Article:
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Wednesday, June 14, 2006

Fukui has 10 million yen in Murakami fund


Staff writer

Bank of Japan Gov. Toshihiko Fukui drew criticism Tuesday when he told a Diet committee he has 10 million yen invested in the Murakami fund, whose maverick founder was arrested last week for alleged insider trading.

News photo
Toshihiko Fukui

Prime Minister Junichiro Koizumi and government officials said Fukui's investment doesn't contravene BOJ rules because the central bank regulates bank officials' trading of stock, not investment funds.

But some people and opposition lawmakers said it was unethical of him not to have canceled the investment when he became governor of the central bank, because the BOJ rules also say bank officials should refrain from any action that invites suspicion of its fair operations.

Fukui revealed he invested privately in the fund in 1999 when he was head of private think tank Fujitsu Research Institute. He was appointed BOJ governor in 2003.

Yoshiaki Murakami, who was the investment fund's representative until his arrest, is suspected of insider trading in connection with purchases of Nippon Broadcasting System Inc. shares.

Asked if Fukui should have canceled the investment when he took office at the BOJ and should now be denounced for his actions, Prime Minister Junichiro Koizumi, who named Fukui to the BOJ, told reporters, "I don't think so."

Fukui's comments were in answer to a question from Tsutomu Okubo of the Democratic Party of Japan during a session of the House of Councilors Financial Affairs Committee. The revelation helped send the Nikkei average down to 14,218.60 from 14,833.01 Monday.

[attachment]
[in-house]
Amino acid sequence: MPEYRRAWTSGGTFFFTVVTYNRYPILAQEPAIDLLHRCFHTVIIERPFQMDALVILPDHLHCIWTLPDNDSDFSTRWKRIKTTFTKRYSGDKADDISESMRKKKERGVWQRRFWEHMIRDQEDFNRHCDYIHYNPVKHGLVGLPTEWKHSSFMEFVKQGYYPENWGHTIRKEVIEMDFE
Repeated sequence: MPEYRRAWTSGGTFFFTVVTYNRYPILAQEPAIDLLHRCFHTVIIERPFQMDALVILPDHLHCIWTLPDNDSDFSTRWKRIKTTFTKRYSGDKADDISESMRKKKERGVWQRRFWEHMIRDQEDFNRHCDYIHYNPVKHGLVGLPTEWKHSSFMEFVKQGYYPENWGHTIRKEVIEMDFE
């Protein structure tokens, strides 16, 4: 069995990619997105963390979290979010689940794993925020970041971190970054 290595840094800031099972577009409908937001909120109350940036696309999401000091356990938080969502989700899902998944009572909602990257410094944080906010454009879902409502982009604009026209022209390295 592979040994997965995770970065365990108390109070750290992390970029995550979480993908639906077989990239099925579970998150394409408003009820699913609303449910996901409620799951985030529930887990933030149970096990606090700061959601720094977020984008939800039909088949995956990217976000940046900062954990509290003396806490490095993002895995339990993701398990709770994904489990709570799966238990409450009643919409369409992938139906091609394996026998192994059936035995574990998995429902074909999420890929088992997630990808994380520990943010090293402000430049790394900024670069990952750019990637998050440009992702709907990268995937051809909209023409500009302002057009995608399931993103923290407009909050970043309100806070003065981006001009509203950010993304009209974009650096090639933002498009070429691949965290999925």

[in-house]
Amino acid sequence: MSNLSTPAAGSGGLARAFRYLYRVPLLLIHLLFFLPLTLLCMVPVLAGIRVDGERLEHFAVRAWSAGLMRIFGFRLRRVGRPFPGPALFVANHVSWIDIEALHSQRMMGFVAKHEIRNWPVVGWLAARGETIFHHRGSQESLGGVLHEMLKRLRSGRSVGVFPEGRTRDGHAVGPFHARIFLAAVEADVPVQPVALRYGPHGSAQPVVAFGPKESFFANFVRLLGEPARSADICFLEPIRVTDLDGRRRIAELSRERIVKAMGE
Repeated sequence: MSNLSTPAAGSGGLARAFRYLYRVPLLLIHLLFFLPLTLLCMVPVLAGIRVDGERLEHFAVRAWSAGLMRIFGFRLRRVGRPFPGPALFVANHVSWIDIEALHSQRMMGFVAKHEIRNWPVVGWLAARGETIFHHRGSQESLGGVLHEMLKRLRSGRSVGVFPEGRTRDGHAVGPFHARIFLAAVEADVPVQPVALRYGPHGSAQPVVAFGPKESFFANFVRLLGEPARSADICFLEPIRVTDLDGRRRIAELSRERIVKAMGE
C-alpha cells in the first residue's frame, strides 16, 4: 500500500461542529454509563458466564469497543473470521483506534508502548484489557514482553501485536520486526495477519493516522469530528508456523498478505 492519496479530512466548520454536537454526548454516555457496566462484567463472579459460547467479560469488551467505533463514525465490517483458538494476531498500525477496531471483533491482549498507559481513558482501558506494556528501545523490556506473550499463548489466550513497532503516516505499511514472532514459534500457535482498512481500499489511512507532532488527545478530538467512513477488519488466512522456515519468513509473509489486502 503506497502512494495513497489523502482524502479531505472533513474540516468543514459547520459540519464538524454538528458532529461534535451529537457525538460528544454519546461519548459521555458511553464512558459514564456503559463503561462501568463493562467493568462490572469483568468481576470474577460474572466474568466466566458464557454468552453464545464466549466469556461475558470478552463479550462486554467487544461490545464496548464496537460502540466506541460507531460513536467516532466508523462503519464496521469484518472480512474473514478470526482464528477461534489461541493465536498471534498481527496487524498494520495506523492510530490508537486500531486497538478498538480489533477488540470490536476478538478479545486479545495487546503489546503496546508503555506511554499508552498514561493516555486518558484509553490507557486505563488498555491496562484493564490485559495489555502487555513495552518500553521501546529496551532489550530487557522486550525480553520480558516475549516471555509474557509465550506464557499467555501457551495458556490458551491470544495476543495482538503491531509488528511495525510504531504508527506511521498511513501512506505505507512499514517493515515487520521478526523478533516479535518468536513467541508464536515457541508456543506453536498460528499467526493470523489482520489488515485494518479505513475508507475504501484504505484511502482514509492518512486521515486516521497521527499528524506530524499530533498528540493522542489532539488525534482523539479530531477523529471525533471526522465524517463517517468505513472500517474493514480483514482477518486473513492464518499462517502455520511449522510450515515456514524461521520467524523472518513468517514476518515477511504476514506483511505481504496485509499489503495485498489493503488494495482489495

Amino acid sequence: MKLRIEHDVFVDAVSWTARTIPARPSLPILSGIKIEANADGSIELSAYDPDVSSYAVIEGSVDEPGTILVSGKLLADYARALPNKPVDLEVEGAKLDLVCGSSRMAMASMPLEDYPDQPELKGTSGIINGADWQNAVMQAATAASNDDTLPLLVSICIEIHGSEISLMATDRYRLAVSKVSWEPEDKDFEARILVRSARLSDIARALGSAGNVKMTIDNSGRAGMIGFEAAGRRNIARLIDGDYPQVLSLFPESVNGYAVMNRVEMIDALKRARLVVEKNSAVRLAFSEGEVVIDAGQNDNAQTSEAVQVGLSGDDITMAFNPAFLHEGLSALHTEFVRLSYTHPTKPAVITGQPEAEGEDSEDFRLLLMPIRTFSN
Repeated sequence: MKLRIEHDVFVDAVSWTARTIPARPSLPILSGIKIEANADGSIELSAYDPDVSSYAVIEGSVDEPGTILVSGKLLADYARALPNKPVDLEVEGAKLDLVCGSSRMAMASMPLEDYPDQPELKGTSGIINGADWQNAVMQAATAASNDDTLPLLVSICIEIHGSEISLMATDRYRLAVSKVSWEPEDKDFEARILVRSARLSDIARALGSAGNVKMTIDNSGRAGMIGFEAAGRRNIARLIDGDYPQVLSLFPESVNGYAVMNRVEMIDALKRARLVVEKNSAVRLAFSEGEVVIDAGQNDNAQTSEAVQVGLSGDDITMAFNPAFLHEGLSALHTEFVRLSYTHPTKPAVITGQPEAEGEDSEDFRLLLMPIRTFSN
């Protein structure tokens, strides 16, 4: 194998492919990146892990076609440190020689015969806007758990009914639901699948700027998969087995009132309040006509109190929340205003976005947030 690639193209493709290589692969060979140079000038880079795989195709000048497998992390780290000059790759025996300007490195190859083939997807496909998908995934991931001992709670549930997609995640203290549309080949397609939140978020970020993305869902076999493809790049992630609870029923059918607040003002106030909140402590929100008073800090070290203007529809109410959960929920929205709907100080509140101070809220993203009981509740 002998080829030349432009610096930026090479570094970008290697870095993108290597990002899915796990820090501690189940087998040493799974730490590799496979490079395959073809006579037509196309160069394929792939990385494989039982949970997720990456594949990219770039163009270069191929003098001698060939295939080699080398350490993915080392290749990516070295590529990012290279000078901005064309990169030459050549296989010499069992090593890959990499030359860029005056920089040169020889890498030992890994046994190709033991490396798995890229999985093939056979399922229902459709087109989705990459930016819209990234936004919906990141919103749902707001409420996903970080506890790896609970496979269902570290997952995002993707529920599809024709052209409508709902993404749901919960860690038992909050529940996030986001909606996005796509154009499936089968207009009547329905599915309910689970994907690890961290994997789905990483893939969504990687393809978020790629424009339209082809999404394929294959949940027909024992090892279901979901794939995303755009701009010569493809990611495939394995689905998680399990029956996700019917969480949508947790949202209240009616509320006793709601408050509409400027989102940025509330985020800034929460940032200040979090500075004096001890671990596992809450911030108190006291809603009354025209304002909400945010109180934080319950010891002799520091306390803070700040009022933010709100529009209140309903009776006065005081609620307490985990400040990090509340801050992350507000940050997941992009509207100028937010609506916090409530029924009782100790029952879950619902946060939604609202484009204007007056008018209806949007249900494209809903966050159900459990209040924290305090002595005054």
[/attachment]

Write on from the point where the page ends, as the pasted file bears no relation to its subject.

Fukui told the committee he was one of several people who invested when the fund was set up in 1999, after Murakami quit his senior position at the old Ministry of International Trade and Industry. Fukui got to know Murakami at Fujitsu Research seminars.

"The investment was aimed at helping Murakami realize his dreams," Fukui said. "But it's sad his final destination was far from his original goal."

The BOJ chief said he has never cashed in on his Murakami fund investment and has paid taxes on his gains.

He applied to cancel his investment several months ago but the process will not be complete until the end of this month. He said it was not clear whether the investment will result in any profit.

Information from Kyodo added



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